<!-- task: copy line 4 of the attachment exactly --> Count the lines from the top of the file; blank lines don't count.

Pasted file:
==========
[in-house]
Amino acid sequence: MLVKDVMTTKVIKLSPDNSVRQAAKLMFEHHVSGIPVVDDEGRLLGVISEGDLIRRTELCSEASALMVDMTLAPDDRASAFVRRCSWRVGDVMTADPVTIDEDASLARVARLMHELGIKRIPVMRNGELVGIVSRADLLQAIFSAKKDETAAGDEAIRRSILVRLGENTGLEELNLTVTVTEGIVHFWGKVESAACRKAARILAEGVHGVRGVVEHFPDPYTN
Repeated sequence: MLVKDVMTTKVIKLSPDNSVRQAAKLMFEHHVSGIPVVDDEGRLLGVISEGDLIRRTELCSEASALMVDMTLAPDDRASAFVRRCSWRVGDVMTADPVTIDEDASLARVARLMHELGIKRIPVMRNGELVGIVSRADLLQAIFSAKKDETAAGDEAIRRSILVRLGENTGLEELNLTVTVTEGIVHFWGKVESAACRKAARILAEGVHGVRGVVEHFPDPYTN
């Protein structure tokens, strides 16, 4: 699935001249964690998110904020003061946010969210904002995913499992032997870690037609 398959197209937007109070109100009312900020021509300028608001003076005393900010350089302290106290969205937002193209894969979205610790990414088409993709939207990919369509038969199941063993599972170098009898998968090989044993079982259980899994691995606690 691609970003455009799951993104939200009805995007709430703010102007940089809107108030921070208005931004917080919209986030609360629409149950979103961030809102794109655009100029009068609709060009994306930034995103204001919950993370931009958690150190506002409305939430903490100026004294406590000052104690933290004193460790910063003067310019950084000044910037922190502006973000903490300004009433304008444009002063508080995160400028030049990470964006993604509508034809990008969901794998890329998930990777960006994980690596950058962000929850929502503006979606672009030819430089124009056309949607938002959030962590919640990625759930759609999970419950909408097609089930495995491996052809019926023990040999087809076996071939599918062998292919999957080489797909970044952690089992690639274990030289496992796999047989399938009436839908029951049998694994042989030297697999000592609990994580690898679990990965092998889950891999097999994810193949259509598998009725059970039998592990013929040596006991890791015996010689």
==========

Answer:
């Protein structure tokens, strides 16, 4: 699935001249964690998110904020003061946010969210904002995913499992032997870690037609 398959197209937007109070109100009312900020021509300028608001003076005393900010350089302290106290969205937002193209894969979205610790990414088409993709939207990919369509038969199941063993599972170098009898998968090989044993079982259980899994691995606690 691609970003455009799951993104939200009805995007709430703010102007940089809107108030921070208005931004917080919209986030609360629409149950979103961030809102794109655009100029009068609709060009994306930034995103204001919950993370931009958690150190506002409305939430903490100026004294406590000052104690933290004193460790910063003067310019950084000044910037922190502006973000903490300004009433304008444009002063508080995160400028030049990470964006993604509508034809990008969901794998890329998930990777960006994980690596950058962000929850929502503006979606672009030819430089124009056309949607938002959030962590919640990625759930759609999970419950909408097609089930495995491996052809019926023990040999087809076996071939599918062998292919999957080489797909970044952690089992690639274990030289496992796999047989399938009436839908029951049998694994042989030297697999000592609990994580690898679990990965092998889950891999097999994810193949259509598998009725059970039998592990013929040596006991890791015996010689």